These are the movements of the limpets as they carry their one-shell shield of armor on their backs in the estuary. Limpets can move by rippling the muscles of their foot in a series of waves. During the day, in tide pools or at high tide, limpets glide along rocks in search of food. When the tide retreats, they return to their "home spot" on a special rock. The powerful suction of their foot allows limpets to anchor themselves as they withstand the harsh pounding surf of the tide moving in and out and the waves crashing down on them. They also use their one foot to crawl along the rocks or to cling to the rocks at low tide to keep from drying out. Because of their clinging ability, some World War II mines built for attaching to ships were called "limpet mines."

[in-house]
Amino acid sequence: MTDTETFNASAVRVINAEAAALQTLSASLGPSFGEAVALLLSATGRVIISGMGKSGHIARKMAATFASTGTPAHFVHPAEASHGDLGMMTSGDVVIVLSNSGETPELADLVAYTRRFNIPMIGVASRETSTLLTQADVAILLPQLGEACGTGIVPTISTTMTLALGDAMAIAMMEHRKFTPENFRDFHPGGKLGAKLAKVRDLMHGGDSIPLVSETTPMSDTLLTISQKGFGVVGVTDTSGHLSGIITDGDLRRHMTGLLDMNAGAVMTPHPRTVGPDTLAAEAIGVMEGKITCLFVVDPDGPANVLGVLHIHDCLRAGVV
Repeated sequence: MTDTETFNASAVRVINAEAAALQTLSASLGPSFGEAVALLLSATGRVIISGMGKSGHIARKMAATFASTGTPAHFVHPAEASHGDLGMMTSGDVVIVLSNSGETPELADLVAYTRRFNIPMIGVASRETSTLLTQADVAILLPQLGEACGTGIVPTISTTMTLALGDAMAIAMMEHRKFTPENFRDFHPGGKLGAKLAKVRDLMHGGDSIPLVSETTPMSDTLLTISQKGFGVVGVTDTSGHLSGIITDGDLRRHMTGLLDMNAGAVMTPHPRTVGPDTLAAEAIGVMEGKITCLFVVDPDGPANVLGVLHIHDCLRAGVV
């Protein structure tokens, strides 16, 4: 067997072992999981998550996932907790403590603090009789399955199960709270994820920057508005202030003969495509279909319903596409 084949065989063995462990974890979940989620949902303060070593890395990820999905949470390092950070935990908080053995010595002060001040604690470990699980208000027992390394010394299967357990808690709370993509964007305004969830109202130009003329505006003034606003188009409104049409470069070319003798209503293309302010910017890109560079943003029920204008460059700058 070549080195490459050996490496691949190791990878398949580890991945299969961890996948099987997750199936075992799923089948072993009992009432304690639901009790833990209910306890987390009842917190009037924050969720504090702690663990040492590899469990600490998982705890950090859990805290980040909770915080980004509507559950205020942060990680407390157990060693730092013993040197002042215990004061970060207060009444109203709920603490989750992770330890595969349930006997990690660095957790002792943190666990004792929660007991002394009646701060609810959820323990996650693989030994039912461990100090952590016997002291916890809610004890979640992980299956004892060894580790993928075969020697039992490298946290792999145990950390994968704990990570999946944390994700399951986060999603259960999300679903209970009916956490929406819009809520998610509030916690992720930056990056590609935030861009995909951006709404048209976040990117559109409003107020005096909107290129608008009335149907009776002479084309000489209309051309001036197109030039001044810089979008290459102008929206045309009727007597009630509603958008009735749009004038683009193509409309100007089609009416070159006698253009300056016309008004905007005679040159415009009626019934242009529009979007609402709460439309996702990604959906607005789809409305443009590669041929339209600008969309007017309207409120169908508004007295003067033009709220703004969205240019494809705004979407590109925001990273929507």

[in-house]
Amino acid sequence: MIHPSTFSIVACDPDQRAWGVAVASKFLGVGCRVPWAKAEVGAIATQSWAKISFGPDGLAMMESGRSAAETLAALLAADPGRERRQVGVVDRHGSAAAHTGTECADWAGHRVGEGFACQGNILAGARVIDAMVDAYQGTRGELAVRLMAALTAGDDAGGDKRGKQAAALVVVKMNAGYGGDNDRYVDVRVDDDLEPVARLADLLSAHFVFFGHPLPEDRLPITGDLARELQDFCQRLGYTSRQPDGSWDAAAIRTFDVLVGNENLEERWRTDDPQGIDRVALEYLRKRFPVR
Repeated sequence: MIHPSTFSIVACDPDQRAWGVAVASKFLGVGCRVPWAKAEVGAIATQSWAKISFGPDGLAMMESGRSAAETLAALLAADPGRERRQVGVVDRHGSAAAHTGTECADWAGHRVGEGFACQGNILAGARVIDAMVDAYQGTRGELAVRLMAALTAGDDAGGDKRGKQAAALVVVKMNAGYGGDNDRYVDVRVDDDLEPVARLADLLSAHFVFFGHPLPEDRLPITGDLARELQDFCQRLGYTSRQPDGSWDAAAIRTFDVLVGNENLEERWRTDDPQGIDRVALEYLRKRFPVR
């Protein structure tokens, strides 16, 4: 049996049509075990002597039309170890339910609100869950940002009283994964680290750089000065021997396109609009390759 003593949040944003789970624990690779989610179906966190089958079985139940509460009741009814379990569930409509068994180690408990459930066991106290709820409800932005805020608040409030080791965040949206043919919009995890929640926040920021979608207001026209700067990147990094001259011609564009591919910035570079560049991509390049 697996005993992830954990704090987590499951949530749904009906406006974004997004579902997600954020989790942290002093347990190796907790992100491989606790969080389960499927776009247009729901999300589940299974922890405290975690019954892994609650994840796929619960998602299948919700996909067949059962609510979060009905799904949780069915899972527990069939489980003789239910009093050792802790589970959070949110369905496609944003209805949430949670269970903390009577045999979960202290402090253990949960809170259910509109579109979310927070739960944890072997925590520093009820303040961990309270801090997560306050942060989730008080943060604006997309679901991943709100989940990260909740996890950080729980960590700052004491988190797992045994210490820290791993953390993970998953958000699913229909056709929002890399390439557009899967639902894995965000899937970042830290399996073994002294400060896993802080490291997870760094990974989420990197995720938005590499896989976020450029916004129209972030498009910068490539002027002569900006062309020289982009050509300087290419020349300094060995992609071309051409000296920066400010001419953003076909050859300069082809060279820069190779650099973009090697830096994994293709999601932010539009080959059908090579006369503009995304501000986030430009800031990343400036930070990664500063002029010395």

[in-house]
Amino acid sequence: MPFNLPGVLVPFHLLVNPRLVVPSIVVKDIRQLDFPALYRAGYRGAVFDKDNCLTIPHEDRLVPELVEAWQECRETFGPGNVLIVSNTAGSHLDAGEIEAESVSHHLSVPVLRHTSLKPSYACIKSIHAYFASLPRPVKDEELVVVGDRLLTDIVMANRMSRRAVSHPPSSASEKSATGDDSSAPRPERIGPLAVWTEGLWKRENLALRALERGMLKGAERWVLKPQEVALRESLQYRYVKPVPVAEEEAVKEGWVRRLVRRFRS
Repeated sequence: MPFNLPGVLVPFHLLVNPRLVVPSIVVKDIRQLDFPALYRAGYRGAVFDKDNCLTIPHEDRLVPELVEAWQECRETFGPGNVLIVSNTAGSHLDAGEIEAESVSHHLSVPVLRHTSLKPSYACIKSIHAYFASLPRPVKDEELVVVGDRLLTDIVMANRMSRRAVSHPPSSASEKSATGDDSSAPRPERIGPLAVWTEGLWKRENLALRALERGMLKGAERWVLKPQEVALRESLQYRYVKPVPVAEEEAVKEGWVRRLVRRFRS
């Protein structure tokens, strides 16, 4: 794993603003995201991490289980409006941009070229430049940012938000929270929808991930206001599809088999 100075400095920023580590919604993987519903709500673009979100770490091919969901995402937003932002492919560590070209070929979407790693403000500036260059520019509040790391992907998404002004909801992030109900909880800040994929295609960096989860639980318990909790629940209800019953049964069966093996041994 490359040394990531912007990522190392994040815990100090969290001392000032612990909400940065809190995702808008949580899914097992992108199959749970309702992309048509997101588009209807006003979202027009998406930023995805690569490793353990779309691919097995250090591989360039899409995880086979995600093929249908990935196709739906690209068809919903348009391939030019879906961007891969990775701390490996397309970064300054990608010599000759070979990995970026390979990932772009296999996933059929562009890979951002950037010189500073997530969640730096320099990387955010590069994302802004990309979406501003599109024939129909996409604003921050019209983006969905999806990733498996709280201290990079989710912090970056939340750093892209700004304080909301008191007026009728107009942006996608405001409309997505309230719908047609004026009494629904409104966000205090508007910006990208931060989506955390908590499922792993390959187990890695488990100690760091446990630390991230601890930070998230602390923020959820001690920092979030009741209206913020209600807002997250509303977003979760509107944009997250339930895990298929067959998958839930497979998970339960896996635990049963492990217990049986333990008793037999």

Limpets are mollusks who can range up to 4 inches in length. They are related to snails, abalone, and sea hares. They are soft-bodied animals possessing a hard single non-spiraling arched shell with broad ventral openings. Limpets can be found world-wide, clinging to rocks or submerged timber usually in the upper intertidal zone of estuaries. Some types of limpets can also be found in the middle and lower intertidal zones. Limpets enjoy the same rocky habitat as periwinkles, barnacles, crabs, and snails. They are marine herbivores and prefer to eat algae off the rocks with their long thin tube-like tongue. They are used as food and as bait for fishing. They need to watch out for starfish and sea otters for limpets are a favorite food of both sea creatures. They are also a favorite food of people living in South Africa and on the Greek Islands.©2001 Elizabeth D'Abbraccio